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|Are you ready to play outside?|
Author: Willems, Mo
Piggie can't wait to go out and play in the sunshine. But will a rainy day ruin all the fun?
Elephant & Piggie Book
|Accelerated Reader Information:|
Interest Level: LG
Reading Level: .60
Points: .5 Quiz: 154562
Theodor Seuss Geisel Beginning Reader Award, 2009
Common Core Standards
Grade K → Reading → RL Literature → K.RL Key Ideas & Details
Grade K → Reading → RL Literature → K.RL Craft & Structure
Grade K → Reading → RL Literature → K.RL Integration of Knowledge & Ideas
Grade 1 → Reading → RL Reading Literature → 1.RL Key Ideas & Details
Grade 1 → Reading → RL Reading Literature → 1.RL Range of Reading & Level of Text Complexity
Grade K → Reading → RF Foundational Skills → K.RF Fluency
Grade 2 → Reading → RL Reading Literature → 2.RL Key Ideas & Details
Grade 2 → Reading → RL Reading Literature → 2.RL Range of Reading & Level of Text Complexity
Grade 2 → Reading → CCR College & Career Readiness Anchor Standards fo
School Library Journal (00/12/08)
The Bulletin of the Center for Children's Books (12/08)
The Hornbook (01/09)
Full Text Reviews:
Bulletin for the Center... - 12/01/2008 Good buddies Elephant and Piggie return and discover that rain can sabotage the best-laid play plans. Piggie has serious outdoor ambitions (“We are going to do everything today!”) until rain begins to sprinkle, then pour: “I am not a happy pig,” she grouses, as the rain flattens her ears and foils her outdoor agenda. Optimistic Gerald (the elephant) points out two worms that are managing to enjoy themselves in the rain, so Piggie takes inspiration and decides to go ahead and try her activities despite the deluge. The friends have fun running, skipping, and jumping in the rain, until it ends, and Piggie is once again unhappy—until Gerald sprays water out of his trunk to make “rain” for her. Although perhaps more pages than necessary are devoted to Piggie’s exclamations of dismay, kids will easily relate to the frustration caused by uncooperative weather. Willems’ illustrations of lively Piggie and rotund Gerald are still animated and amusing; the limited color palette, bold drawing strokes, and emphasis on facial expression and body language help to give focus and flesh to the spare, beginning-reader text. Novice readers (and their instructors) will appreciate the helpful use of repetition (“We are going to run! We are going to skip! We are going to jump!”), and loyal Elephant and Piggie fans will be eager to get their trunks and trotters on this next installment. JH - Copyright 2008 The Board of Trustees of the University of Illinois.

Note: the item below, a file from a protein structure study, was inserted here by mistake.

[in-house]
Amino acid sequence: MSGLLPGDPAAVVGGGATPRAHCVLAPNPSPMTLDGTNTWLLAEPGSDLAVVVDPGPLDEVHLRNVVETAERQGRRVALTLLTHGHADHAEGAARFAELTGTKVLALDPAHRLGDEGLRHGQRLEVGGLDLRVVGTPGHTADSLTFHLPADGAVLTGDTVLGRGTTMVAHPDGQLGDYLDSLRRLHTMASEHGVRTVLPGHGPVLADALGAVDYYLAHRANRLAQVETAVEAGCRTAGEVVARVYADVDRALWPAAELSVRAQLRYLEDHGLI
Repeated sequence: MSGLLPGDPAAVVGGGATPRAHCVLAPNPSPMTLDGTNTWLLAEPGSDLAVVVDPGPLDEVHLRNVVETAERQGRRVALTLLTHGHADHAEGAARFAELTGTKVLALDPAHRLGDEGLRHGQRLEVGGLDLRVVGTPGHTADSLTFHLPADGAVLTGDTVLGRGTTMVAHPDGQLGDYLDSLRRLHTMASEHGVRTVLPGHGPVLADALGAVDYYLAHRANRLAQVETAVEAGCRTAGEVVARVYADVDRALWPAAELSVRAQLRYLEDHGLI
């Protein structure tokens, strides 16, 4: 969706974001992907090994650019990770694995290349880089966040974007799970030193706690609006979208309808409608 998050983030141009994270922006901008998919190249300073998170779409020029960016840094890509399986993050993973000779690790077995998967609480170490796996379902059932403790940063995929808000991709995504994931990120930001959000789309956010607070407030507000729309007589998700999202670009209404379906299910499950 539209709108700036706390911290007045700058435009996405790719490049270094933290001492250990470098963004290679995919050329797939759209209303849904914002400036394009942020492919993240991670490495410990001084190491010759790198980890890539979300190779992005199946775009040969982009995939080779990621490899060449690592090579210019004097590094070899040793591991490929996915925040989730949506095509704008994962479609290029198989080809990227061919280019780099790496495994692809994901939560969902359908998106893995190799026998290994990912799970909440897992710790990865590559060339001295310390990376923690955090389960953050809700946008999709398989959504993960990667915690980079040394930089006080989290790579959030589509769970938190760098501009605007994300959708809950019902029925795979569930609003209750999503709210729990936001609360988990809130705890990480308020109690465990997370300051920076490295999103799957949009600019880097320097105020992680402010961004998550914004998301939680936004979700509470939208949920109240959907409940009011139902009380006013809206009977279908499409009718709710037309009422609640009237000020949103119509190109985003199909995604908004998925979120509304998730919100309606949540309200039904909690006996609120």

School Library Journal - 12/01/2008 PreS-Gr 2-In a refreshing reversal of their usual roles, the often-despondent Gerald proves to be a valuable friend to exuberant Piggie when her own naturally sunny disposition fails her. Fretful about the sudden rain that threatens to ruin an afternoon of running, skipping, and jumping, Piggie declares emphatically that she is "not a happy pig." Poor Gerald patiently weathers the rain and her brief tantrum and, as readers might expect, the pair soon make the most of the situation. Alive with movement and feeling, the illustrations tell the story, setting the tone and adding depth to the simple text. The words themselves are manageable for young readers, and these endearing and distinctly developed characters have great child appeal. With a cameo appearance by the Pigeon on the final endpaper, this is a winning addition to the author's canon.-Neala Arnold, St. Francis Elementary School, MN Copyright 2008 Reed Business Information. - Copyright 2008 Publishers Weekly, Library Journal and/or School Library Journal used with permission.
Booklist - 11/15/2008 Gerald the elephant and his friend Piggie are outdoors and ready to play when a drop of rain falls “PLINK!” on Piggie’s head. Watching her high-spirited mood dive precipitously through annoyance toward despair, Gerald extends an ear to shelter her. Soon, though, two ecstatic worms cavorting in the rain inspire them to find happiness in wet-weather play. The characters quickly shifting moods provide plenty of laughs, as well as food for thought, in this amiable entry in the Elephant and Piggie beginning-reader series. Willems again combines simplicity and wit to create a child-pleasing text that works beautifully with the cartoon-style illustrations. - Copyright 2008 Booklist.